Daughter challenges will that says she is worth half her brothers

Daughter challenges will that says she is worth half her brothers

The ACT Supreme Court has overturned a will created on the basis that “one boy is equal to two girls” and therefore sons should get double the inheritance of daughters.

Fatama Omari challenged the legitimacy of the will of her mother, Canberra woman Mariem Omari, saying she had not known what she was doing when she signed it in January 2002 – two months before she moved to a nursing home.

As one of five daughters, Fatama Omari received just a half share of the estate according to the will, while her three brothers received a full share each.

Master David Harper said the will followed a precedent for Muslims, and Imam Adama Konda confirmed during the hearing that “the standard expectation is that a Muslim will leave full shares to sons and half shares to daughters”.

“He said that one boy is equal to two girls,” he said.

Master Harper ruled that the will was invalid, but only because she was likely suffering dementia at the time she signed it – not because it was otherwise invalid.


He said she had not understood what she was doing when two of her sons took her to a friend to execute the will in January 2002.

“This is so notwithstanding that if it had not been for her dementia, she might well have decided to make a will in the same or similar terms,” he said.

Master Harper said that several witnesses remembered Mariem Omari saying she wanted her will to be created in accordance with the Muslim faith.

“I have come to the view that they arranged for their mother to execute the will which she executed, either well knowing that she did not understand what she was doing or what the effect of her execution of the will would be…” he said.

“I accept that both of the plaintiffs generally believed that it was their mother's duty under Islam to make a will generally leaving full shares to her sons and half shares to her daughters. I accept that they generally believed that if their mother had been asked to make a will at an earlier time in her life, when she knew and understood what she was doing, that she would have made a will generally consistent with those Muslim expectations.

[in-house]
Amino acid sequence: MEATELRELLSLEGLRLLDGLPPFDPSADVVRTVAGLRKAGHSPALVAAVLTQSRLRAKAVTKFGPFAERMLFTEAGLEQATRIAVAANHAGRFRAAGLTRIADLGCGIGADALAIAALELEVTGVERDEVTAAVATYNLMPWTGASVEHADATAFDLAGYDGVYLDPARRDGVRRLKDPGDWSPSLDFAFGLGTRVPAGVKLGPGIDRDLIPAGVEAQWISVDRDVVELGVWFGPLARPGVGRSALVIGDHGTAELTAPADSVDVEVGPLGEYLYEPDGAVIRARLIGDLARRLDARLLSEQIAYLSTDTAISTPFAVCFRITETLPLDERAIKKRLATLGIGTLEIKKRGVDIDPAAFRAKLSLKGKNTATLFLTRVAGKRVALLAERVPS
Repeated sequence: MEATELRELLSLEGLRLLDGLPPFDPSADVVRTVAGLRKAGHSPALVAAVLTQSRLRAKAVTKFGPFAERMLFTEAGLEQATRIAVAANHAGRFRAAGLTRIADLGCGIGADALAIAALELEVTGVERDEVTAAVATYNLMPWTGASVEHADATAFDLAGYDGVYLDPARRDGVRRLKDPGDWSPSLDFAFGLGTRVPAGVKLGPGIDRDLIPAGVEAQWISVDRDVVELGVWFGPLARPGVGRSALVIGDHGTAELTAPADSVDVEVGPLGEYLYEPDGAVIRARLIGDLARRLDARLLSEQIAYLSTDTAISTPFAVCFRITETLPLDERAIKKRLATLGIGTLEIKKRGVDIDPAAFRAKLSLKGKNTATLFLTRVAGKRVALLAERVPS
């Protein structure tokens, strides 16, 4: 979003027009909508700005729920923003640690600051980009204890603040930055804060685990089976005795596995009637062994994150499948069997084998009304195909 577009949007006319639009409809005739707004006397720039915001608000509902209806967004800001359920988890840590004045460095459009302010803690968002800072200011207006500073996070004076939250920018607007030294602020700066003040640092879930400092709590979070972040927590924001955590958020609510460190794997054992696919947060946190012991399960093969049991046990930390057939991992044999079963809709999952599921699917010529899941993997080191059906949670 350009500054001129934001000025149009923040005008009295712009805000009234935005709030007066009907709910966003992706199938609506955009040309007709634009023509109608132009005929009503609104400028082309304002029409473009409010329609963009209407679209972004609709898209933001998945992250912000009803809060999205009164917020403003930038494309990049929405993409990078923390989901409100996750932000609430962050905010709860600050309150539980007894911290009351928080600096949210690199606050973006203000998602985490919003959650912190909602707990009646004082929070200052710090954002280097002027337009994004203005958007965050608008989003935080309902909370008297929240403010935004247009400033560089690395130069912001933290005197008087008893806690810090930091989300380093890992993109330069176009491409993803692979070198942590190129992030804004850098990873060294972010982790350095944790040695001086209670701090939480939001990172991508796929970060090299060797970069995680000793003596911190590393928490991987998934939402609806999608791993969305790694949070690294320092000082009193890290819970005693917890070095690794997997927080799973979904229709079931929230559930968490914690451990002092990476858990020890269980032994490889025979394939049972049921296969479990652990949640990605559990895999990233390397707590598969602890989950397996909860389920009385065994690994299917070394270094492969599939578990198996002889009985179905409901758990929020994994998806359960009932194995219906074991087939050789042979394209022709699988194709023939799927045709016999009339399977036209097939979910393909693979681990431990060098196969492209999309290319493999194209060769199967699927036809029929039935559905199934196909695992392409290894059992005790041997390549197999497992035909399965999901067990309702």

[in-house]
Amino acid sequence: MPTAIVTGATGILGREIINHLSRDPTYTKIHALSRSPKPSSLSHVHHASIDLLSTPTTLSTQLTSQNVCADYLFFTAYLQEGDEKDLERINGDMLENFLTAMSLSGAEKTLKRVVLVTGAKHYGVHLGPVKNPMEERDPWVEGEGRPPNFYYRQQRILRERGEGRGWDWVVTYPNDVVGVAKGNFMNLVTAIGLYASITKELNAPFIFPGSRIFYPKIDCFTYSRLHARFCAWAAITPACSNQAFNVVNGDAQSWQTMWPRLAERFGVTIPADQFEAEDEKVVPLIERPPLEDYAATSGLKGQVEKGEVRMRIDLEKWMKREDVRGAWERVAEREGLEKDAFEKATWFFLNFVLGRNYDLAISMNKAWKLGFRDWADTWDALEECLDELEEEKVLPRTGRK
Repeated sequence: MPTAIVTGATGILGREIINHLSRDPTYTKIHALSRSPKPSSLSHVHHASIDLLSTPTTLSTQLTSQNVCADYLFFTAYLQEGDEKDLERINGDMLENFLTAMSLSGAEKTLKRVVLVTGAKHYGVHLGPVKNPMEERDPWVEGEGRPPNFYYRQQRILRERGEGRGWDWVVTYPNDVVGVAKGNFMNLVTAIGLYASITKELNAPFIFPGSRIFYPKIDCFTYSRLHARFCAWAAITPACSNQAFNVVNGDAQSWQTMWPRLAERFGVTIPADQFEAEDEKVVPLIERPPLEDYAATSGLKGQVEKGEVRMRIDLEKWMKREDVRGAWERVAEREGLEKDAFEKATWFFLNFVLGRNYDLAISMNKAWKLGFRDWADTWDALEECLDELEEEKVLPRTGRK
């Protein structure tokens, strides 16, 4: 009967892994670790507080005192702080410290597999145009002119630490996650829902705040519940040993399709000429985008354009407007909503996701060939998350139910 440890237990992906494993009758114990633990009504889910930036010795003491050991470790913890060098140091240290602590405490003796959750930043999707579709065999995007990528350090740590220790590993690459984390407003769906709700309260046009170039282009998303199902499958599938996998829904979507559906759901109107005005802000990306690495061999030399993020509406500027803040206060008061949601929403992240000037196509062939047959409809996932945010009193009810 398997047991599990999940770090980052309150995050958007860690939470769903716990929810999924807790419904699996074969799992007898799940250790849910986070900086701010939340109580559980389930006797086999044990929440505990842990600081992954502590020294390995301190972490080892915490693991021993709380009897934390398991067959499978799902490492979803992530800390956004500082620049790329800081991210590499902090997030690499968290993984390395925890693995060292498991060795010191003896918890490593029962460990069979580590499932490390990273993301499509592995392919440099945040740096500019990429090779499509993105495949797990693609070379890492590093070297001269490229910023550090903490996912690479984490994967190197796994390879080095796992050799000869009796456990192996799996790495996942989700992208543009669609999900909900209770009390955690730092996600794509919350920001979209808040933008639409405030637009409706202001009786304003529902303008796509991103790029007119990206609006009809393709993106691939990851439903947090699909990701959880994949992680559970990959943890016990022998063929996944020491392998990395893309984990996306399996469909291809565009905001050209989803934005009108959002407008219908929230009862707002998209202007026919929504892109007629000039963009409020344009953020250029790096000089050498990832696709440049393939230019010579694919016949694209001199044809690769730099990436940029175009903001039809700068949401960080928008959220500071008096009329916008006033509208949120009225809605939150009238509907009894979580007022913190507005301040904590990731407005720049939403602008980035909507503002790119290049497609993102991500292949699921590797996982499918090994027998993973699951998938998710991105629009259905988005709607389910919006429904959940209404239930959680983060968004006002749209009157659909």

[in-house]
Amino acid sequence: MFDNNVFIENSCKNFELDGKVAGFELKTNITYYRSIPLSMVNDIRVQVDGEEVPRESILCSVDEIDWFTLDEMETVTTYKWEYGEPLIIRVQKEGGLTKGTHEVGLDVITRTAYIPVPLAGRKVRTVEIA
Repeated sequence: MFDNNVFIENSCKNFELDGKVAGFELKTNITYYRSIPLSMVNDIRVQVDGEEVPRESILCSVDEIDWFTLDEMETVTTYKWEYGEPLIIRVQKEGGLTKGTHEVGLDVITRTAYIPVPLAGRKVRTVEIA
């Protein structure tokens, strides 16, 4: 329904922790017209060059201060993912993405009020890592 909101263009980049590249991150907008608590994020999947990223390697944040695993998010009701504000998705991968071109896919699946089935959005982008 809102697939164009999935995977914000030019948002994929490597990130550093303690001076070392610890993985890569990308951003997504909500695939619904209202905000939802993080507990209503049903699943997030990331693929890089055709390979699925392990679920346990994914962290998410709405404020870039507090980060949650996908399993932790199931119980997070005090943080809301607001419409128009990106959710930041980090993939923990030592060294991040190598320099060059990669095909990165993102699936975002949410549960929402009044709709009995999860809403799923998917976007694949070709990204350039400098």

“I think that the plaintiffs in having the will prepared and arranging for their mother to execute it thought that they were doing the right thing. I do not think that either of them acted out of greed or any intention to obtain a personal benefit at the expense of anyone else.”

Mariem Omari, who signed the will with a thumbprint, could neither read nor write in any language, but had the will explained to her in her second language, Arabic.

The challenge to the will came after another court battle involving the family in 2006, in which the plaintiffs in this case – two brothers, Mohamed and Mustapha – argued that their mother should not have given power of attorney to a sibling, Sabah, who used that power to transfer his mother's investment property to another sister, Mona.

“The investment unit gave rise to a major falling out within the family,” Master Harper said.

In this case, Mohamed and Mustapha had argued that their mother had not known what she was doing when she signed this document in January 2000.

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